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IDPH - Question of the Week

Breast changes can show up on mammograms before you or your doctor feel a lump.

True

Most doctors feel that early detection tests for breast cancer save many thousands of lives each year, and that many more lives could be saved if even more women and their health care providers took advantage of these tests. Following the American Cancer Society's guidelines for the early detection of breast cancer improves the chances that breast cancer can be diagnosed at an early stage and treated successfully.

Current evidence supporting mammograms is even stronger than in the past. In particular, recent evidence has confirmed that mammograms offer substantial benefit for women in their 40s. Women can feel confident about the benefits associated with regular mammograms for finding cancer early. However, mammograms also have limitations. A mammogram will miss some cancers, and it sometimes leads to follow up of findings that are not cancer, including biopsies.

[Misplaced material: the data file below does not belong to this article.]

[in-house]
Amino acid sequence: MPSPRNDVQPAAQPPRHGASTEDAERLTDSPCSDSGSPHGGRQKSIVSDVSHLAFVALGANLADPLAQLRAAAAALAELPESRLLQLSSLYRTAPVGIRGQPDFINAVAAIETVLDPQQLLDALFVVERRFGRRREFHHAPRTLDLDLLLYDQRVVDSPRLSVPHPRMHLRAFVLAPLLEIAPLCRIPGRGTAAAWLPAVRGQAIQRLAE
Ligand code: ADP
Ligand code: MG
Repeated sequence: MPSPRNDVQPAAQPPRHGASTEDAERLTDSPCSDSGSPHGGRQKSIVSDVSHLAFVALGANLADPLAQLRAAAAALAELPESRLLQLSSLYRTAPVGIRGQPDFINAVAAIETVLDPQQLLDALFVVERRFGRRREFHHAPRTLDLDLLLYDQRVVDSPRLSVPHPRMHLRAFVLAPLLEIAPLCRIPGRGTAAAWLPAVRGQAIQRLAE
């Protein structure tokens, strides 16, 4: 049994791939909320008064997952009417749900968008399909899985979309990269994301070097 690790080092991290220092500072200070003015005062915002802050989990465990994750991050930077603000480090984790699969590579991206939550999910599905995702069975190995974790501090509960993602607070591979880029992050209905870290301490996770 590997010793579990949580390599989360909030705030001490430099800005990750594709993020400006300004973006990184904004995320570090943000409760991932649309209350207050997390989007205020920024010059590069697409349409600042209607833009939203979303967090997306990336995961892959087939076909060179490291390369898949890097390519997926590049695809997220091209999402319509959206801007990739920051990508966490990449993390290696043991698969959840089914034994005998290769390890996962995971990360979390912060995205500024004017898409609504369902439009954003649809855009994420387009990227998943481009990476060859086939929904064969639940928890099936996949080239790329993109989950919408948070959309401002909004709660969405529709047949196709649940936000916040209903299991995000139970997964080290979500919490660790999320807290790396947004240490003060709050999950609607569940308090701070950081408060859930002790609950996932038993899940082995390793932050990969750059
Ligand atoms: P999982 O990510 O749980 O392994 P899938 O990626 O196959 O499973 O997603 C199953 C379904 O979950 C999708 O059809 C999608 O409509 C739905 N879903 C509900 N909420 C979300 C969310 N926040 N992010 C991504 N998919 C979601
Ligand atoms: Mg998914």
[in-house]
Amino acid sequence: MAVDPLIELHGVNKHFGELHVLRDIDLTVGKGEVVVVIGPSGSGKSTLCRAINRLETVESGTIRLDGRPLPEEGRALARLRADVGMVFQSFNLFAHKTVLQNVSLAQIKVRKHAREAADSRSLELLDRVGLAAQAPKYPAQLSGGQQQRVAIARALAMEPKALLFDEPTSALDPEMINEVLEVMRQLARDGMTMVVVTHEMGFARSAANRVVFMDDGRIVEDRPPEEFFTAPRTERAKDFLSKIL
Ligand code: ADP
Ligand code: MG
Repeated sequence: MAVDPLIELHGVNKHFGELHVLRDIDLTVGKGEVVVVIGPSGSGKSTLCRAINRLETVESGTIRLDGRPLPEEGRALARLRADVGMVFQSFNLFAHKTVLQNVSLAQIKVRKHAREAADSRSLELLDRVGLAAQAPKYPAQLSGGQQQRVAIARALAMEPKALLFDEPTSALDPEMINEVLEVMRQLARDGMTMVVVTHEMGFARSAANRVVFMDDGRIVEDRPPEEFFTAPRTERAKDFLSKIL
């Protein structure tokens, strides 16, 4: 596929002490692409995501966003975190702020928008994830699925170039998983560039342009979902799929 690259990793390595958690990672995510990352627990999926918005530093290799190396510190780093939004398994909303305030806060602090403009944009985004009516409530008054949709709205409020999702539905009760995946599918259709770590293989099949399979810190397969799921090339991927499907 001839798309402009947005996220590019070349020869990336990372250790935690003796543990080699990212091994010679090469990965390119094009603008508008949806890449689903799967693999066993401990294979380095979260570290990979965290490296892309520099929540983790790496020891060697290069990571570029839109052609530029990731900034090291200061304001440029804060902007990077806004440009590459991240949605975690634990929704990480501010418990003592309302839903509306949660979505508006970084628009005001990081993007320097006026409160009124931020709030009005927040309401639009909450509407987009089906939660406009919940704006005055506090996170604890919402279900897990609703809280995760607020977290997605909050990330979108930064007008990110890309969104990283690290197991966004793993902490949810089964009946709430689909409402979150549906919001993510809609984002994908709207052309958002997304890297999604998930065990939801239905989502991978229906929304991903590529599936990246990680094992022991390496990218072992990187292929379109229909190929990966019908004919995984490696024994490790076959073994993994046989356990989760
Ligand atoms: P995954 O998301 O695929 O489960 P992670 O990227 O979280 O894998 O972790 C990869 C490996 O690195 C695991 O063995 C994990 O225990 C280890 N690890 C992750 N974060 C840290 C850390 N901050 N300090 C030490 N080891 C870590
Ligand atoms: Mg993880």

Women should be told about the benefits, limitations, and potential harms linked with regular screening. Mammograms can miss some cancers. But despite their limitations, they remain a very effective and valuable tool for decreasing suffering and death from breast cancer.

Mammograms for older women should be based on the individual, her health, and other serious illnesses, such as congestive heart failure, end-stage renal disease, chronic obstructive pulmonary disease, and moderate-to-severe dementia. Age alone should not be the reason to stop having regular mammograms. As long as a woman is in good health and would be a candidate for treatment, she should continue to be screened with a mammogram.

Click here for more information about mammograms and breast cancer screening.

For more information on the IDPH Care for Yourself program, which has local staff that can help you schedule: clinical breast exams, mammograms, pelvic exams, Pap tests, and height and weight measurements, blood pressure, cholesterol, and glucose tests to check your heart disease risk, click here.

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